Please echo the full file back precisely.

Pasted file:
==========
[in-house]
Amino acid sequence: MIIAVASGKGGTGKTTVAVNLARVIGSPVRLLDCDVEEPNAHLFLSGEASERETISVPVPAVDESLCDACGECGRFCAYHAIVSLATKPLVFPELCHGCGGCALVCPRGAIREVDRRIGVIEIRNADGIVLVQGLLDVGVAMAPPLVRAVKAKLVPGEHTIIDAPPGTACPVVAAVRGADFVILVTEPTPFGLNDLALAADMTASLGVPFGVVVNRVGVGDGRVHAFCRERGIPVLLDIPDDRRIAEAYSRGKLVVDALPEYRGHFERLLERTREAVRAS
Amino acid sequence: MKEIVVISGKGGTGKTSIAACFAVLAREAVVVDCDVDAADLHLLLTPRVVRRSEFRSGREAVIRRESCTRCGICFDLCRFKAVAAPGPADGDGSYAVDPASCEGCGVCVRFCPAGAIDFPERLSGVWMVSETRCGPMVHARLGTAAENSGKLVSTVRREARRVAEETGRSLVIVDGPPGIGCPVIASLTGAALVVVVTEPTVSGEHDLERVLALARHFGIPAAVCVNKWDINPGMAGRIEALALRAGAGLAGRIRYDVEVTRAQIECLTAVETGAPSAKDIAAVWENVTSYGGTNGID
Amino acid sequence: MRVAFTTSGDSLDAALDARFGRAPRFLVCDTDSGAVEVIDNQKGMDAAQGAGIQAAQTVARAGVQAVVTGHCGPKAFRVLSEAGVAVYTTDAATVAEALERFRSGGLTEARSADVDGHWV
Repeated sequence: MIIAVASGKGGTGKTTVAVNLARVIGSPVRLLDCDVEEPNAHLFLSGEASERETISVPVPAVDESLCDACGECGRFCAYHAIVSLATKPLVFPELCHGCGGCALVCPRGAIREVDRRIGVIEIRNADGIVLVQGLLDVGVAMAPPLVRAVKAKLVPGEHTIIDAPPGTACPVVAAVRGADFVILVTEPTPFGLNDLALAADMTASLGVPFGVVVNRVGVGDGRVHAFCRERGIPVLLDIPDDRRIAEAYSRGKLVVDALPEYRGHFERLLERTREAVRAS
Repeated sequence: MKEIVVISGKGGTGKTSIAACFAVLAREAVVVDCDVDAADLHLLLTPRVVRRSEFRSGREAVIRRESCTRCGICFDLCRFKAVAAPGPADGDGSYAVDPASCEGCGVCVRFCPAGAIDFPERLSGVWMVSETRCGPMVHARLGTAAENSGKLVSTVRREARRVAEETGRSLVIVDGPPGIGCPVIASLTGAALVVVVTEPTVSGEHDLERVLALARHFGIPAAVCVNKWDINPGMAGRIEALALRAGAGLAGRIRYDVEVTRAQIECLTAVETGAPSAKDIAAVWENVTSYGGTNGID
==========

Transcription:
[in-house]
Amino acid sequence: MIIAVASGKGGTGKTTVAVNLARVIGSPVRLLDCDVEEPNAHLFLSGEASERETISVPVPAVDESLCDACGECGRFCAYHAIVSLATKPLVFPELCHGCGGCALVCPRGAIREVDRRIGVIEIRNADGIVLVQGLLDVGVAMAPPLVRAVKAKLVPGEHTIIDAPPGTACPVVAAVRGADFVILVTEPTPFGLNDLALAADMTASLGVPFGVVVNRVGVGDGRVHAFCRERGIPVLLDIPDDRRIAEAYSRGKLVVDALPEYRGHFERLLERTREAVRAS
Amino acid sequence: MKEIVVISGKGGTGKTSIAACFAVLAREAVVVDCDVDAADLHLLLTPRVVRRSEFRSGREAVIRRESCTRCGICFDLCRFKAVAAPGPADGDGSYAVDPASCEGCGVCVRFCPAGAIDFPERLSGVWMVSETRCGPMVHARLGTAAENSGKLVSTVRREARRVAEETGRSLVIVDGPPGIGCPVIASLTGAALVVVVTEPTVSGEHDLERVLALARHFGIPAAVCVNKWDINPGMAGRIEALALRAGAGLAGRIRYDVEVTRAQIECLTAVETGAPSAKDIAAVWENVTSYGGTNGID
Amino acid sequence: MRVAFTTSGDSLDAALDARFGRAPRFLVCDTDSGAVEVIDNQKGMDAAQGAGIQAAQTVARAGVQAVVTGHCGPKAFRVLSEAGVAVYTTDAATVAEALERFRSGGLTEARSADVDGHWV
Repeated sequence: MIIAVASGKGGTGKTTVAVNLARVIGSPVRLLDCDVEEPNAHLFLSGEASERETISVPVPAVDESLCDACGECGRFCAYHAIVSLATKPLVFPELCHGCGGCALVCPRGAIREVDRRIGVIEIRNADGIVLVQGLLDVGVAMAPPLVRAVKAKLVPGEHTIIDAPPGTACPVVAAVRGADFVILVTEPTPFGLNDLALAADMTASLGVPFGVVVNRVGVGDGRVHAFCRERGIPVLLDIPDDRRIAEAYSRGKLVVDALPEYRGHFERLLERTREAVRAS
Repeated sequence: MKEIVVISGKGGTGKTSIAACFAVLAREAVVVDCDVDAADLHLLLTPRVVRRSEFRSGREAVIRRESCTRCGICFDLCRFKAVAAPGPADGDGSYAVDPASCEGCGVCVRFCPAGAIDFPERLSGVWMVSETRCGPMVHARLGTAAENSGKLVSTVRREARRVAEETGRSLVIVDGPPGIGCPVIASLTGAALVVVVTEPTVSGEHDLERVLALARHFGIPAAVCVNKWDINPGMAGRIEALALRAGAGLAGRIRYDVEVTRAQIECLTAVETGAPSAKDIAAVWENVTSYGGTNGID